1. Just nutha ignint cracker says:

    While I agree that the law oversteps–by quite a bit–you seem to have overlooked the map marking states with trigger laws that you published at this very site. With trigger laws in place in IIRC 10-15 states “but abortion is legal, at least at some point in pregnancy, in just about every state” seems to lack accuracy. But I get playing down the situation–don’t want to alienate the moderates and “good” conservatives, and so on.

    On the other hand, if such laws will help us not get internet links to “The Top Ten DIY Abortion Hacks According to TicTok,” I can’t say the world will suffer for the lack of freedom of speech.

  2. steve says:

    Just to get into the medical weeds here, sorry but the doctor part is coming out, suppose a woman has had multiple C sections and advised not to have any more children as another section has a high probability of turning into an emergency hysterectomy. Those can turn into a real bloodbath requiring 10s of units of blood and blood products. Long ICU stay. Might die, might not. Woman unintentionally gets pregnant. Risk to mother’s life isn’t high enough to meet standards set by the state. If doc advises early termination (much safer) then doc risks going to jail? If woman asks about termination and doc advises she needs to go out of state doc risks going to jail? (This was pretty much a real case, except we didnt have to worry about going to jail when trying to make the right decision for that woman.)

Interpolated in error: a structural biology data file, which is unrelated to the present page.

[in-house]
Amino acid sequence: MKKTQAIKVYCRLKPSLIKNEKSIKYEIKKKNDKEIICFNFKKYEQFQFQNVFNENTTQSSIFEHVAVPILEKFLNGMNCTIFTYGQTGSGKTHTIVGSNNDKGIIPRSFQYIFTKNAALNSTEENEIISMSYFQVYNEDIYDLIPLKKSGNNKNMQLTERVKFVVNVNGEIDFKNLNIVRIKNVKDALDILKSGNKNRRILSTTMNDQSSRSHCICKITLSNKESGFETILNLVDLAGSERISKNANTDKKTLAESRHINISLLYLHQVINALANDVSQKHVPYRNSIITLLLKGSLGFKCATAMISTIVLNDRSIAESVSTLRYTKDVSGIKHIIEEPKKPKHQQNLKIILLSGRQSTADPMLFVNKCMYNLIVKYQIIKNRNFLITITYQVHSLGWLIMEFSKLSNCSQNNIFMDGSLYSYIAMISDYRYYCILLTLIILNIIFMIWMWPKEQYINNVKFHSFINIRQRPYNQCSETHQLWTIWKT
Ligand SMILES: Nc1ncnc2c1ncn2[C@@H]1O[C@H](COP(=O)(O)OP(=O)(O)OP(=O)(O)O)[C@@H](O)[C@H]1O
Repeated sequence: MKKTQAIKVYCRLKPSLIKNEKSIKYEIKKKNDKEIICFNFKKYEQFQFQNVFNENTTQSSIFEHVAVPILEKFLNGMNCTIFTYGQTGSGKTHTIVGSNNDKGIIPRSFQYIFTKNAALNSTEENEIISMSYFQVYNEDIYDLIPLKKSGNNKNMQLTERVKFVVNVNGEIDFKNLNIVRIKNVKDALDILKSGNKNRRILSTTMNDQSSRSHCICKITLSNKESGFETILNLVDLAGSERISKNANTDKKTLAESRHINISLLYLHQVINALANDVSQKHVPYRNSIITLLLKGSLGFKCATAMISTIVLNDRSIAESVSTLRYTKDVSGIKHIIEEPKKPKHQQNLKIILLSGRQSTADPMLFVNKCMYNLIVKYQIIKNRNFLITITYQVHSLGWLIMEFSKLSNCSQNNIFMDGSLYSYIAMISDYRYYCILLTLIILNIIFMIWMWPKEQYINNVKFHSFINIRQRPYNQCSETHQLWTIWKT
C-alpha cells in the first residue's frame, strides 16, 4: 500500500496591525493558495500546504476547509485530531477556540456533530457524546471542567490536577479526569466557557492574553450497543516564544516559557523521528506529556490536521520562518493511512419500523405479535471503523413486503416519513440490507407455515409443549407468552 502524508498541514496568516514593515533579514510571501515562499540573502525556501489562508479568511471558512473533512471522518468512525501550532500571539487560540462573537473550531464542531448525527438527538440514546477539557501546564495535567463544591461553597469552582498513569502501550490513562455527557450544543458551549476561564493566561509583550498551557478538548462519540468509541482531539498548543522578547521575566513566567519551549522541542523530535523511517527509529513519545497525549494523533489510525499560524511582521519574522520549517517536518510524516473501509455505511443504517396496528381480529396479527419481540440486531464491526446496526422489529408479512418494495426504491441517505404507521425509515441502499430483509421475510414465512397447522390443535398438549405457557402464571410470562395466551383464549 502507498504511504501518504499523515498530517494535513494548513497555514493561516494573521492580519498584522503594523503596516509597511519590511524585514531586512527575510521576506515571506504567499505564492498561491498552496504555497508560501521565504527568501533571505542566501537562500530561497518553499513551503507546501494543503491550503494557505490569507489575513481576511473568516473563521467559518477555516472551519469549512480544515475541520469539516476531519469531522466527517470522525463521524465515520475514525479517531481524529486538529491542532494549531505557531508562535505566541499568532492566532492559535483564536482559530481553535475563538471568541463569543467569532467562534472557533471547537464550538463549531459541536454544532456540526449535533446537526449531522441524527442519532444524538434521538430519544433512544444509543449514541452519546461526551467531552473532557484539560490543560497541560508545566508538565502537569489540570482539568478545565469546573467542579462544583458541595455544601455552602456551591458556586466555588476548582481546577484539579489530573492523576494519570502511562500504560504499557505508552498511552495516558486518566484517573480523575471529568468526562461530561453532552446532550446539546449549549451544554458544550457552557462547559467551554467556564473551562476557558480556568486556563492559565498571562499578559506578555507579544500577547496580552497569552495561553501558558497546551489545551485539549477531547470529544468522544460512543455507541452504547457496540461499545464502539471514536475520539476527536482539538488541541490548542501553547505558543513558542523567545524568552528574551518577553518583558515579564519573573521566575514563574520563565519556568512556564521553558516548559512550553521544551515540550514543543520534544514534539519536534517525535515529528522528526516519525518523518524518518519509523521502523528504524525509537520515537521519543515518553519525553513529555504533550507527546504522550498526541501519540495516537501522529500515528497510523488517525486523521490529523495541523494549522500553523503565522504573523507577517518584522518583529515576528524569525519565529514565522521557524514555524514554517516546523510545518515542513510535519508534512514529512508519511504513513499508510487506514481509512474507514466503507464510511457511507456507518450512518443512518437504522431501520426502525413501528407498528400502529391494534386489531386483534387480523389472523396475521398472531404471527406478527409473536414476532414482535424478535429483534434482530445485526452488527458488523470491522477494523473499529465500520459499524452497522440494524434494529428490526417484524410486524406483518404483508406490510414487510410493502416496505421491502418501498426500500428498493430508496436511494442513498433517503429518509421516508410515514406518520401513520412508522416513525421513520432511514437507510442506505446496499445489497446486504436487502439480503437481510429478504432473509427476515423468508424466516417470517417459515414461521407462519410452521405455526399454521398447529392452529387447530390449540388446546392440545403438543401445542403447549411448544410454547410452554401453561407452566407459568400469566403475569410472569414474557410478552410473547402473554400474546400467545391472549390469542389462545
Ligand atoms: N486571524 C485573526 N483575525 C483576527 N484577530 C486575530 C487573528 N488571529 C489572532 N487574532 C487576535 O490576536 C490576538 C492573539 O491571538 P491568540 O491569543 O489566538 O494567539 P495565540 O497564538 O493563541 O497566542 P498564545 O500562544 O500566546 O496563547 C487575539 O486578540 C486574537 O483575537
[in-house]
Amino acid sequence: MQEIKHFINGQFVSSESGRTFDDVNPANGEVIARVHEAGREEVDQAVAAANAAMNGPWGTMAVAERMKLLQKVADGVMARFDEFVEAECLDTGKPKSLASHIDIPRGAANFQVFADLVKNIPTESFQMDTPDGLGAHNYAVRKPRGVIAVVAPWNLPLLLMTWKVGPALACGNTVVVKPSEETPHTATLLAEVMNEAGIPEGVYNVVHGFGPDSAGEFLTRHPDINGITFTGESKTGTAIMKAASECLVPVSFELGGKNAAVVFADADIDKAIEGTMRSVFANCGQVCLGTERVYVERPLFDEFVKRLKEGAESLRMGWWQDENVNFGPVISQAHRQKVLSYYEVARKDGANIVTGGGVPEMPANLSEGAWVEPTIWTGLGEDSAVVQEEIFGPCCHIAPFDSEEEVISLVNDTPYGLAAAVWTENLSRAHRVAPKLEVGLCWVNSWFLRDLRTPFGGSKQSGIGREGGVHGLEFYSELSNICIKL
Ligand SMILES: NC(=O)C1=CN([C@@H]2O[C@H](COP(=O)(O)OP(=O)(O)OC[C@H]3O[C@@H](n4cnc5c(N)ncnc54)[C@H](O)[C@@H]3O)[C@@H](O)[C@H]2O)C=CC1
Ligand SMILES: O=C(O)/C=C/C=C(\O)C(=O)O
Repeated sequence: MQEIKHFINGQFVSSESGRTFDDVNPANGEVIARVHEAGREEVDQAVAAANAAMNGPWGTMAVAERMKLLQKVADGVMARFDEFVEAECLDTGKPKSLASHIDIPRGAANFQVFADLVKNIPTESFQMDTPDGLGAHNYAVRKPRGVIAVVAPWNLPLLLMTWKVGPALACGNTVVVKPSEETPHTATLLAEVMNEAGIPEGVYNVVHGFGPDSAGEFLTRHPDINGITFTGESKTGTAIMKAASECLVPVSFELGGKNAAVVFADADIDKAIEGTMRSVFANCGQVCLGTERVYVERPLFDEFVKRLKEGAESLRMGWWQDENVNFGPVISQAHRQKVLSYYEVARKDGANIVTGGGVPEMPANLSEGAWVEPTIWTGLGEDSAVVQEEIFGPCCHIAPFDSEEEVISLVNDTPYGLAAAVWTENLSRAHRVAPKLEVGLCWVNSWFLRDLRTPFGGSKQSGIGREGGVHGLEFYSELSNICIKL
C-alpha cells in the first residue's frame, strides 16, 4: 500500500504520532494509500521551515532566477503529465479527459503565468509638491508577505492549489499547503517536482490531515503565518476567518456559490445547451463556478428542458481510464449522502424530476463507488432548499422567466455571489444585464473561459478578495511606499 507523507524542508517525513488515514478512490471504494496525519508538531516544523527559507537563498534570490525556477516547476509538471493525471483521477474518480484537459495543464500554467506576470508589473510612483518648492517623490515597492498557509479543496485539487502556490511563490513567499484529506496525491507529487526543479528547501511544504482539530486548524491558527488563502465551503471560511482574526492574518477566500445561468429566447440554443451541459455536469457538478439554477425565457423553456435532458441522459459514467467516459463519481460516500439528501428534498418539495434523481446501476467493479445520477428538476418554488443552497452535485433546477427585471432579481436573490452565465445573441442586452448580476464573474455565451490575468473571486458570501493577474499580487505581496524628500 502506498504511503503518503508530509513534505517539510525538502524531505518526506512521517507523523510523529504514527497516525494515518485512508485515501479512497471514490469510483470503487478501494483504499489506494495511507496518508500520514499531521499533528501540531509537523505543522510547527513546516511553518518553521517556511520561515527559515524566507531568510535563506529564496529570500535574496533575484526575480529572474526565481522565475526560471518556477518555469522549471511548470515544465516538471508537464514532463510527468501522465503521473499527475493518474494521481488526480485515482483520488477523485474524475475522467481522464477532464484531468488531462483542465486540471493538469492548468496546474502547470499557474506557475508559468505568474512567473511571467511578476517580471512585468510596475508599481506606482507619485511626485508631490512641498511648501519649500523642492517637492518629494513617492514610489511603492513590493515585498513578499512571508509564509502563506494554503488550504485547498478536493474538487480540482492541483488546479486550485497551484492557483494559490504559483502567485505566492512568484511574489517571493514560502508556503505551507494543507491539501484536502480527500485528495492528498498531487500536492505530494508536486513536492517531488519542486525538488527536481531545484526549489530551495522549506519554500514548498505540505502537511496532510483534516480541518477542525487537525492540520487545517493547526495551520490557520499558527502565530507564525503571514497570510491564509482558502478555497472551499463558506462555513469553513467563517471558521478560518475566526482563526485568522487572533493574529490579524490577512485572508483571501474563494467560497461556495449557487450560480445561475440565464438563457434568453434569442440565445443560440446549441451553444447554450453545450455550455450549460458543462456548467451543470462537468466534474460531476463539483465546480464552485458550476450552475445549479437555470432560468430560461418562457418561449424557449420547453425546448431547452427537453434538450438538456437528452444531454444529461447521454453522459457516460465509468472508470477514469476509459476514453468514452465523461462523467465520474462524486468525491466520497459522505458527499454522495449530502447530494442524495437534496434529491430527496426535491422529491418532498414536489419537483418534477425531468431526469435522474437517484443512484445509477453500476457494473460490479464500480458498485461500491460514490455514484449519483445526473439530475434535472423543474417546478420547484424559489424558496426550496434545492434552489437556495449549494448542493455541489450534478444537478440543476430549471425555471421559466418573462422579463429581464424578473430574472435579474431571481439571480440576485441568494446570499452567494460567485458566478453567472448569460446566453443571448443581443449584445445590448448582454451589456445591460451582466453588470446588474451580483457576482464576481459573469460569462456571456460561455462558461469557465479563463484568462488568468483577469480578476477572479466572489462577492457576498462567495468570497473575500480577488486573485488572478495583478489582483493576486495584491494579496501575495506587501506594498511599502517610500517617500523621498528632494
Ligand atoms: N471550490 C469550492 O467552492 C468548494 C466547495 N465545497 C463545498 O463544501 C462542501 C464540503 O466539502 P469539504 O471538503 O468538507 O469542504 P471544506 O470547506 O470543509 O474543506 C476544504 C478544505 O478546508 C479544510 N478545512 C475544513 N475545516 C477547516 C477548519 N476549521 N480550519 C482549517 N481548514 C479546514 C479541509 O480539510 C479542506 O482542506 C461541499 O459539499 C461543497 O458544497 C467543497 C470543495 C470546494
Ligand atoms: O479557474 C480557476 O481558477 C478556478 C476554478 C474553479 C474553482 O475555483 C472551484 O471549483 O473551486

3. Michael Reynolds says:

    This is the same play the South tried in the 1860’s when they blocked abolitionist mail and censored abolitionist speech, and thanks to the Taney court* insisted that free states help them enforce slavery.

    The US now has free states and Gilead states. Gilead will not be able to tolerate the free states and will try hard to expand their evil. They’ll fail, just as they did in the 19th century.

    *Still the worst, though the Roberts court is rushing to catch up.

  4. Holly says:

    New guideline to tell what news is fake vs. real: if it sounds like a plot device from The Handmaid’s Tale, probably real.

  5. Gustopher says:

    @Michael Reynolds: (from the Ukraine thread, but it seems more on point here):

    Domestically we have some challenges with fascists, but I sense that we may have turned a corner on that. As much as progressive overreach annoys me I believe Republican overreach is even less popular and potentially disastrous for them.

    Progressive overreach is annoying. Republican overreach is a threat to liberty.

    Given gerrymandering and the Senate, I’m not sure a threat to our liberty is going to sway more people in the right places than annoyance. Plus inflation. And Biden is old. And Senator X in some state will do something dumb.

    We are way too close to “balanced on a knife’s edge” for me to be anything other than “cautiously optimistic despite everything.”

  6. al Ameda says:

    We had the chance to let Sout Carolina go back in December 1860.
    This time let’s not make the same mistake.